Our best interdisciplinary research ideas stem from the strong disciplinary research programs of individual labs. The recent finding by Mark Deyrup and Tom Eisner, a new species of pygmy mole cricket from the Florida scrub browsing on a delicate layer of blue-green algae about 3mm down in the sand, has spawned a whole new dimension of work by Christine Hawkes in the Plant Lab, examining the role of cryptobiotic soil crusts in nutrient cycling. Analyses of long-term data on acorn production by Warren Abrahamson, and Jim Layne, as well as Bob Curry and the Bird Lab, link the research programs of the plant ecology, vertebrate, and bird laboratories. Extensive data on the distribution, seasonality, and host preferences of our insect fauna tie together interdisciplinary studies of pollination biology and relationships between scrub-jays and their insect prey.

     Most scientists rely on judgement by colleagues in their direct field—but one of the rewarding aspects of research at a field station is the degree to which we rely on peer review from colleagues in widely disparate fields. As any participant to our 1997–98 research seminars (Appendix G) will attest, interdisciplinary peer review is the order of the day. Our peers are not only experts in our specialized fields, but also those able to contribute substantially because they know the sites and the systems so well. This cycle has promoted awareness of, and opportunities for, interdisciplinary activities.

     Our scientific programs at Archbold are strongly linked to real-world problems. There is no gulf between scientists and land managers at Archbold—they are the same people. At the Station our research helps guide stewardship for our own and other publicly managed scrub properties. This is epitomized by data on Florida scrub-jay genetics, metapopulation structure, and responses to fire collected by Glen Woolfenden, John Fitzpatrick, and Reed Bowman. These data have helped define the parameters for selecting and managing protected areas along the Lake Wales Ridge and elsewhere in Florida. At the Ranch, solutions to questions of sustainability in agro-ecosystems will come from the interface between our ecological and economic research programs, rather than either discipline working in isolation. Real world problems provide a tremendous purpose for our work; interfaces between disciplines are very relevant to help solve these problems and enhance our ability to understand levels of organization across a range of biological and socio-economic factors.

     Interdisciplinary research has been further supported in 1997–98 by strengthening complementary and supportive sciences and facilities. The new Local Area Network, an Internet connection with T1 line, Web site, and computer information center (see page 30), has complemented our existing technical support expertise in GIS, reference collections, library, long-term monitoring data such as detailed climate information (see page 27), as well as information management. Easier access to technology and data on site has facilitated interdisciplinary research—whether it is an intern in the Plant Lab identifying a pollinating insect, or a visiting class using satellite imagery via the Internet to help plan the design of their field experiment.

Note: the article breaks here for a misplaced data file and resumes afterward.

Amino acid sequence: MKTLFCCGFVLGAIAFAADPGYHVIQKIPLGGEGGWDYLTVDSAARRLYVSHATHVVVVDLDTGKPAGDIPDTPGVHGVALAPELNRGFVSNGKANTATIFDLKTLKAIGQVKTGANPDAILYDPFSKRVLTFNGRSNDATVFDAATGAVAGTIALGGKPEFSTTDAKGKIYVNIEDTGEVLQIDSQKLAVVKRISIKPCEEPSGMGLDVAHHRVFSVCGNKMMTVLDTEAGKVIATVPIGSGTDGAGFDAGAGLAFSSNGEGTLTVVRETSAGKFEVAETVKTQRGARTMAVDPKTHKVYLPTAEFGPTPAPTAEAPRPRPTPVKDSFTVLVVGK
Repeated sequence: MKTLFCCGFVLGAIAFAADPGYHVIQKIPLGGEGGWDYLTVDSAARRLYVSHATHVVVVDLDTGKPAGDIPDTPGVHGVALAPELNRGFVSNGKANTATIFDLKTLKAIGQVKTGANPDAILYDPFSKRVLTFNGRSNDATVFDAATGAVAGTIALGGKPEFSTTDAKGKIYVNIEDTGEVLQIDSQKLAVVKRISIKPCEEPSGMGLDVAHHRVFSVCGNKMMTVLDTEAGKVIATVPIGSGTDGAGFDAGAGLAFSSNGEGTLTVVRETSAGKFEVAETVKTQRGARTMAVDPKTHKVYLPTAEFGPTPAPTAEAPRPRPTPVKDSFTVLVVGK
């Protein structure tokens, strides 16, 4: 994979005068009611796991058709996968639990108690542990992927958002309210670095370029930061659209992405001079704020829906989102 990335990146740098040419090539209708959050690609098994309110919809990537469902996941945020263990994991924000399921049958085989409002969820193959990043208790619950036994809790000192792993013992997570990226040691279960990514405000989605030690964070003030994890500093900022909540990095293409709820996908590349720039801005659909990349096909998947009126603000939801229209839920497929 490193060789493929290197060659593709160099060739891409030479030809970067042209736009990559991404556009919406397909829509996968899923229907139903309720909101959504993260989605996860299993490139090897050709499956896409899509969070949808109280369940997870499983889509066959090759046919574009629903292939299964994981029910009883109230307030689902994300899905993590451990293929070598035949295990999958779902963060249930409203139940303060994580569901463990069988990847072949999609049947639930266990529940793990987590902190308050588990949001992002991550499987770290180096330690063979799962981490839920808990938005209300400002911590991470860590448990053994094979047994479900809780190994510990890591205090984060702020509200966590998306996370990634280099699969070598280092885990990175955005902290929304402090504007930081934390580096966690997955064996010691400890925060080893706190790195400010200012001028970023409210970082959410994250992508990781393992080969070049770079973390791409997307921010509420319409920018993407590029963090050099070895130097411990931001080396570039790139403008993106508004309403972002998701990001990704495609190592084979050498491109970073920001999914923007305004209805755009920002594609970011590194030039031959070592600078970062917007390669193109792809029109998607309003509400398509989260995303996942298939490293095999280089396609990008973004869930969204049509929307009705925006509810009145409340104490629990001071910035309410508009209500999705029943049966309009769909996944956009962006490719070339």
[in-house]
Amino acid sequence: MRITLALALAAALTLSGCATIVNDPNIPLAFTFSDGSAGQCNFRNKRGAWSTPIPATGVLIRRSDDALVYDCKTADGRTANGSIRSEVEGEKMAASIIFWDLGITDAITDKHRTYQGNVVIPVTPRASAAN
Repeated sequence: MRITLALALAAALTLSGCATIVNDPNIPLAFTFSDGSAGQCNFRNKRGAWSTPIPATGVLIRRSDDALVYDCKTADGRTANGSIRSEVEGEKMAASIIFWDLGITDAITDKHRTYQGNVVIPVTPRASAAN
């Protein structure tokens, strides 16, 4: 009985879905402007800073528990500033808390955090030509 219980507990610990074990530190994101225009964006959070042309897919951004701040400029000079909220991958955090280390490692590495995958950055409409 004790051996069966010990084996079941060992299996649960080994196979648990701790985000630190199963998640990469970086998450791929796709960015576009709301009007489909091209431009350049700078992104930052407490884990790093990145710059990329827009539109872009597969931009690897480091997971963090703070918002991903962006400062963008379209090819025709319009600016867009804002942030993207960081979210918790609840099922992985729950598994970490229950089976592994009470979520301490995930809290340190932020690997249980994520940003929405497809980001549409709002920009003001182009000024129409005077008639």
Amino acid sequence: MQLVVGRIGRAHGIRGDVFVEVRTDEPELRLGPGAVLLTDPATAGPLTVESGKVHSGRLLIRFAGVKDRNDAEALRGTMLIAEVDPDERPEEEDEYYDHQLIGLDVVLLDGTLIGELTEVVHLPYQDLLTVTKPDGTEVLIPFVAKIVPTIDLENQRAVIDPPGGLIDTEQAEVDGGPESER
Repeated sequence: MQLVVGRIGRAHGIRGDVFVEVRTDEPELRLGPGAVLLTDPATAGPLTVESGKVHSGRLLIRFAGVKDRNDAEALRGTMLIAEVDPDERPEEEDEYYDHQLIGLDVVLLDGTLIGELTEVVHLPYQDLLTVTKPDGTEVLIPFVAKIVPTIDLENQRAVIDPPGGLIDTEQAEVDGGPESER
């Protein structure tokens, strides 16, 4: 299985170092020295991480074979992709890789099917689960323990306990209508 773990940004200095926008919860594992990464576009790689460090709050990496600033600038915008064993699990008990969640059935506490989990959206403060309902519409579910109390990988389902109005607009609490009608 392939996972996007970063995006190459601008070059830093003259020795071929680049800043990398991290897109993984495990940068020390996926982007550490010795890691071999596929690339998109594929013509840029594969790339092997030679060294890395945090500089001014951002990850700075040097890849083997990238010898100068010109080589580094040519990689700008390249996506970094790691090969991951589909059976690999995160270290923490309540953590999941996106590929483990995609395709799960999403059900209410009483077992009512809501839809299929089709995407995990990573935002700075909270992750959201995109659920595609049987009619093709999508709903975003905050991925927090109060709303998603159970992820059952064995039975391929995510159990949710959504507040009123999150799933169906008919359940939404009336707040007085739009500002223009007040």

A Legacy of Interdisciplinary Research. We inherit and are enriched by our predecessor’s ways of asking. Archbold is fortunate to have been favored by many scientists whose research and writings have had a tradition of reaching out to other fields, merging different perspectives, and creating new fields. This is epitomized by Research Associate Tom Eisner’s work in chemical ecology, which we celebrated in fall 1998 when he presented the library with two bound volumes of 114 papers stemming from his work to date here at the Station. He credits many of these findings from Archbold as helping to launch the interdisciplinary field of chemical ecology.

     In conclusion, all our research programs in 1997–98, from those that could be defined as disciplinarily narrow to those that are broadly interdisciplinary, leave us with an increased appetite to further advance our understanding of this special place. We would encourage you to read through the pages of this report to join us in this scientific adventure.

Biennial Contents | Top

Archbold Biological Station, 2000 March, revised 21 July 2000.